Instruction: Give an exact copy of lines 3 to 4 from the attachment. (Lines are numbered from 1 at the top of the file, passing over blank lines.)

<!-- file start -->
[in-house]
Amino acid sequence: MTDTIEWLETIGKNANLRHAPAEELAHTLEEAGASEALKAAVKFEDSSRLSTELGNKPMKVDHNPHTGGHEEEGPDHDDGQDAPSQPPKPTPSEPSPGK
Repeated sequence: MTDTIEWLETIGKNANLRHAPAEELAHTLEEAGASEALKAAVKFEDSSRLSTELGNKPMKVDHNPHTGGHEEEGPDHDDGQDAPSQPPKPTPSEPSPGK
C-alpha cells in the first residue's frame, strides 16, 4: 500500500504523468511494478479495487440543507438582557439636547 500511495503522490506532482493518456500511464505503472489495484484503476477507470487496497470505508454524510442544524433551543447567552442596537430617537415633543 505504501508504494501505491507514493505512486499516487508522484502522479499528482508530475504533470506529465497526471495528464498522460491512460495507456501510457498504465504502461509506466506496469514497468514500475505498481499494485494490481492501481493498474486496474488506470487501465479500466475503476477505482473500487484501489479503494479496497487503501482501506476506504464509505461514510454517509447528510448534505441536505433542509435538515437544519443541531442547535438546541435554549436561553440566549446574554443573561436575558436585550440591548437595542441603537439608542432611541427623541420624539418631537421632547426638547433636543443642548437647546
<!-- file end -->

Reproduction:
Repeated sequence: MTDTIEWLETIGKNANLRHAPAEELAHTLEEAGASEALKAAVKFEDSSRLSTELGNKPMKVDHNPHTGGHEEEGPDHDDGQDAPSQPPKPTPSEPSPGK
C-alpha cells in the first residue's frame, strides 16, 4: 500500500504523468511494478479495487440543507438582557439636547 500511495503522490506532482493518456500511464505503472489495484484503476477507470487496497470505508454524510442544524433551543447567552442596537430617537415633543 505504501508504494501505491507514493505512486499516487508522484502522479499528482508530475504533470506529465497526471495528464498522460491512460495507456501510457498504465504502461509506466506496469514497468514500475505498481499494485494490481492501481493498474486496474488506470487501465479500466475503476477505482473500487484501489479503494479496497487503501482501506476506504464509505461514510454517509447528510448534505441536505433542509435538515437544519443541531442547535438546541435554549436561553440566549446574554443573561436575558436585550440591548437595542441603537439608542432611541427623541420624539418631537421632547426638547433636543443642548437647546